The Effect of Acute Exercise on Encoding and Consolidation of Long-Term Memory

in Journal of Sport and Exercise Psychology
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Evidence supports that acute exercise benefits long-term memory. However, it is unclear whether these effects are due to benefits to encoding or consolidation. The purpose of this study was to more effectively isolate encoding and consolidation to advance our understanding of the specific nature of the effects of exercise on long-term memory. Using a within-subject design, participants completed a control session (no exercise), an encoding and consolidation condition (exercise prior to exposure to the memory task, E + C), and a consolidation condition (exercise following exposure). The exercise was 30 min of moderate-intensity cycling. Memory was assessed using the Rey Auditory Verbal Learning Test with recall assessed at 60 min and recall and recognition assessed at 24 hr. Results showed that the E + C condition had significantly better recall at 60 min and 24 hr than the no-exercise condition. This provides additional evidence that acute exercise benefits encoding more than consolidation.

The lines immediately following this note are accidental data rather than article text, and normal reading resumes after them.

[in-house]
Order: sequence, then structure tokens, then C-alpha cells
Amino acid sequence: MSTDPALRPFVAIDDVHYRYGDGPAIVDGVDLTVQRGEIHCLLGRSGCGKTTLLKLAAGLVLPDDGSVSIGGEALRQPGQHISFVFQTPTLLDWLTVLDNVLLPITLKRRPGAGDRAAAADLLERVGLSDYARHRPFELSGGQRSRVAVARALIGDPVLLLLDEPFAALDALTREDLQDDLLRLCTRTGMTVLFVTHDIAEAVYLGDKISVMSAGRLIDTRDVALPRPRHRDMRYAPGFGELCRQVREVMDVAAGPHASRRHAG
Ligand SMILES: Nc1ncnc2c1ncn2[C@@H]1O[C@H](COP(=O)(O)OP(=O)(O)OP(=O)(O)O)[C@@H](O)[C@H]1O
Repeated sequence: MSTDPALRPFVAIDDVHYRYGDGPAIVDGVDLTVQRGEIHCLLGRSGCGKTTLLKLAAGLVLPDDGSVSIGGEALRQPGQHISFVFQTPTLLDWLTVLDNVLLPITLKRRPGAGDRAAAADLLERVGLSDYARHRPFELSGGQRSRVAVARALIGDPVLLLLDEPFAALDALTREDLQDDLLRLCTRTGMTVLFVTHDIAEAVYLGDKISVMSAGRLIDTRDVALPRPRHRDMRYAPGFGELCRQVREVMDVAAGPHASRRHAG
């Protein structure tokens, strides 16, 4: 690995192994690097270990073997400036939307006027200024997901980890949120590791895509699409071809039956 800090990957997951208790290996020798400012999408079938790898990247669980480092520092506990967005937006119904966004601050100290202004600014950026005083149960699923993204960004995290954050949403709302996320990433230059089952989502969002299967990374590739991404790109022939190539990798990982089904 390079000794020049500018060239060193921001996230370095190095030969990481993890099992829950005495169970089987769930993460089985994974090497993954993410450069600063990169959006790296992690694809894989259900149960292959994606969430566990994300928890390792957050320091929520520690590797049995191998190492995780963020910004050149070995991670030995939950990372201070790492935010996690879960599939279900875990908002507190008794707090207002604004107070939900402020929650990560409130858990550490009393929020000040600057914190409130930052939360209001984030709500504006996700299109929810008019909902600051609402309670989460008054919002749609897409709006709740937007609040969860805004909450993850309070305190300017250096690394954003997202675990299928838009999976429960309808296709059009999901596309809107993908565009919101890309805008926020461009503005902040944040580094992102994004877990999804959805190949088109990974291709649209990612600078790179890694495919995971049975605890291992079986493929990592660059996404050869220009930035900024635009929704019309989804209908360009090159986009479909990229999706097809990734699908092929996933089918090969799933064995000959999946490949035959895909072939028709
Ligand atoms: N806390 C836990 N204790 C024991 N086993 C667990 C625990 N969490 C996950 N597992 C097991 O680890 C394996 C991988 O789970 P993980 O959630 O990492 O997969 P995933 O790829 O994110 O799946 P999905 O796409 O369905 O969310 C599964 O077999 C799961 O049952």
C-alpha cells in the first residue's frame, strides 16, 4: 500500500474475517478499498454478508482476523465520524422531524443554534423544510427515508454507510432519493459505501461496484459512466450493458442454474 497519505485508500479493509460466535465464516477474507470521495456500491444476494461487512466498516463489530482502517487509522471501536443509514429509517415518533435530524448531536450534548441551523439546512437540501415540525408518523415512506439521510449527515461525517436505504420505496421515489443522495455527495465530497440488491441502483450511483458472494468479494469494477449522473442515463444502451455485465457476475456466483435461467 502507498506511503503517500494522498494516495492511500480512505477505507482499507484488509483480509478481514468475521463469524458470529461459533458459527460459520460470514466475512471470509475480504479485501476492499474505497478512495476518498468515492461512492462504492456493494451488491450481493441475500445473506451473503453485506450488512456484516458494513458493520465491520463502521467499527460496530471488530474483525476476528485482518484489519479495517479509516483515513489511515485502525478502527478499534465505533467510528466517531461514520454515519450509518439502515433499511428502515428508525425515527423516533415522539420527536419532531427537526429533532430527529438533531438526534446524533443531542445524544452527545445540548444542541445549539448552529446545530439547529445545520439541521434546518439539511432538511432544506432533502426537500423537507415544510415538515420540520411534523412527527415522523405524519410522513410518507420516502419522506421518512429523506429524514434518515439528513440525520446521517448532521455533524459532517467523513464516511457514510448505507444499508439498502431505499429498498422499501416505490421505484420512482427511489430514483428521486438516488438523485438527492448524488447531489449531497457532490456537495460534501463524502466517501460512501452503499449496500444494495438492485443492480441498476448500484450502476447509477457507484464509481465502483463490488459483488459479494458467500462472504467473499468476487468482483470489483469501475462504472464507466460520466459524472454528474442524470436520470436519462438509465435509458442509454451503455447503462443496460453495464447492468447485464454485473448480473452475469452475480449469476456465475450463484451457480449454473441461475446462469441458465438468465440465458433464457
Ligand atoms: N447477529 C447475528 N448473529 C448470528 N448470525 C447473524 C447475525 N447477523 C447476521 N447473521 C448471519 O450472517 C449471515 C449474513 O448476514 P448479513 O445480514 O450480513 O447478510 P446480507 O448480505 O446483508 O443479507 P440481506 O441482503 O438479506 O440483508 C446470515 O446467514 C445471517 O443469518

Labban is with the School of Health and Human Sciences, and Etnier, the Dept. of Kinesiology, University of North Carolina Greensboro, Greensboro, NC.

Etnier (jletnier@uncg.edu) is corresponding author.
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